Wednesday, May 2, 2018

Internet academic scams: why do scholars fall for them?

The open access initiative, whilst being a worthwhile alternative to exploitative publishing models, has also opened the doors to bogus journals and other predators.
Last year I received an email from someone who claimed to be part of a foundation that  tackles romance scams. It started like this:
“To Dr Payal Arora,
Please allow me to introduce myself. My name is X. I am also a victim of a cyber crime, a romance scam stemming from Nigeria. The reason I am contacting you is to bring attention to cyber crime, more specifically romance scams. Cyber exploits of this nature target mostly women, to lure them emotionally. Exploiting that vulnerability is what the con artists know best…As we speak, I am preparing for a trial to be heard in Abuja Nigeria…”
What did this person want from me?
She wanted me to be on the board of her cybercrime foundation to raise money. She shared the names of prominent academics and professionals already on the board.
While this email appeared legitimate, what struck me was how closely the text of the email resembled a paper my colleague and I had just published a week before on Internet romance scams. To be sure, I contacted one of the board members and got this as part of his reply:
“…I should say I do not know the person you are talking about and I have yet to be contacted for anything related to such. As it sounds, I think it is not legitimate since this is an obvious lie.”
Admittedly, this email was not an instant delete for me.
In retrospect, this was an impressive feat by what I call the “Internet academic scammer.” To use the language from my publication and customise the email accordingly, invoking real experts for the board for the purpose of credibility, was altogether brilliant. Not to forget, how could we miss the irony here on ‘scams?’
Click here for the full article

Monday, April 23, 2018

Opinion Piece: EM Magazine

Tuesday, March 27, 2018

Keynote talk at the University of Saltzburg


I have been invited to deliver a keynote address for the Democracy and (Des-) Information Society: On the Function and Dissemination of Big Data, Fake News and Conspiracy Theories” Conference to be held at the University of Salzburg on April 26th, 2018. This conference investigates "fake news" and the growing influence of social media and search engine technologies on political life. Among other things, the conference will focus on the following questions: Which forms of disinformation exist and how do they differ? Is there actually a new quality of manipulation? What opportunities, challenges and limitations are associated with big data analysis? How do digital technologies and the practices they facilitate change the culture of communication and knowledge production in democratic societies? Which forms of foreign and self-regulation are meaningful and desirable in order to put a stop to disinformational tendencies but at the same time make use of progressive potentials of new communication technologies?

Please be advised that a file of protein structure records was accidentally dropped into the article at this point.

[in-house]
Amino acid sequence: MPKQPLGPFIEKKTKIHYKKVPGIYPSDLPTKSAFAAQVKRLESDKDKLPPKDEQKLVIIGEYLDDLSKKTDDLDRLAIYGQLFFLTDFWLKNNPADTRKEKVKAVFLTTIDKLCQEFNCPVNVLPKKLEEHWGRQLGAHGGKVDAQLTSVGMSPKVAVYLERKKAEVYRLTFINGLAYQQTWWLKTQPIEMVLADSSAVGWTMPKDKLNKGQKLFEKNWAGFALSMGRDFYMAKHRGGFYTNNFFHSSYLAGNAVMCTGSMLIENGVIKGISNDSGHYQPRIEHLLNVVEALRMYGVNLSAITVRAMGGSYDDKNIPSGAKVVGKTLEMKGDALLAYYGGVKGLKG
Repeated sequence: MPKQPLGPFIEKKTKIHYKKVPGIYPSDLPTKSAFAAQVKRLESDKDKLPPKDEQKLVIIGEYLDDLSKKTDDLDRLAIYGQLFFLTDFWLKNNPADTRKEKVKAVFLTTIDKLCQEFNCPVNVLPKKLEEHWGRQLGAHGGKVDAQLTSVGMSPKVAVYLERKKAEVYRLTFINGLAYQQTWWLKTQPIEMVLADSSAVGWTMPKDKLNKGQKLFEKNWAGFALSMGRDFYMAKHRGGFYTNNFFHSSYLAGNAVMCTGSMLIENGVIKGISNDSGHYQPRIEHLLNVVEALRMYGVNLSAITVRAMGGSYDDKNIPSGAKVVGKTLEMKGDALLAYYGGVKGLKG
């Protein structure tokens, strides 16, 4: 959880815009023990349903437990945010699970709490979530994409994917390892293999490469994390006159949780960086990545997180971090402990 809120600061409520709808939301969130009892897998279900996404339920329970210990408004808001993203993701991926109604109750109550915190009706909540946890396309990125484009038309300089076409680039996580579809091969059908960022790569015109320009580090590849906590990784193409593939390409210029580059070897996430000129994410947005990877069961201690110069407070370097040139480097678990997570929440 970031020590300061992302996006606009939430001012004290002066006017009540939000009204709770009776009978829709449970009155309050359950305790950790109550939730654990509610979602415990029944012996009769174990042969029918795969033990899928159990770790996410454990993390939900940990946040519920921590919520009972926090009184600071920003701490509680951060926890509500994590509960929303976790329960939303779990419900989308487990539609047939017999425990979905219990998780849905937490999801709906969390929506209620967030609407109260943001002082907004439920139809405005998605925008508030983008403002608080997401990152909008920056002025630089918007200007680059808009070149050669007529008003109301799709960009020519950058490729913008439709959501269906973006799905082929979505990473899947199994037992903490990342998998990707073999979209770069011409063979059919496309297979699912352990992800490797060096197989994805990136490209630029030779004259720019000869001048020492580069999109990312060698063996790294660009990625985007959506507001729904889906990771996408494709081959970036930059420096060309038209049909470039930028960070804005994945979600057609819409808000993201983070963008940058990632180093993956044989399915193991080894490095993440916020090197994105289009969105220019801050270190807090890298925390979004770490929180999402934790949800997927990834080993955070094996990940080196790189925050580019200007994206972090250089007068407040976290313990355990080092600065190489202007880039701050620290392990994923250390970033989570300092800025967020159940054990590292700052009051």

I will speak about the major fault lines in worldviews between groups of people to a point where entire publics have become incomprehensible to one another. By going beyond the usual Western examples and worldviews, I will situate common conversations on hate speech, fake information, trolling and other hostile activities within the Global South. This talk will examine closely the “fringe,” “authentic,” and “safe” digital cultures, drawing on contemporary examples like the media circulation on Rohingas by Buddhist extremists in Myanmar, lynching by cow digital vigilantes in India, favela rebranding and the pacification campaign in Brazil to the building and global circulation of the “Nigerian” romance scammer.

This conference is timely as there is much hype in the media on fake news without actually qualifying what constitutes as fake and real and who gets to narrate these framings.


Wednesday, March 21, 2018

Opinion Piece: EM magazine

Tuesday, March 20, 2018

Invited talks in Delhi, Manchester and Paris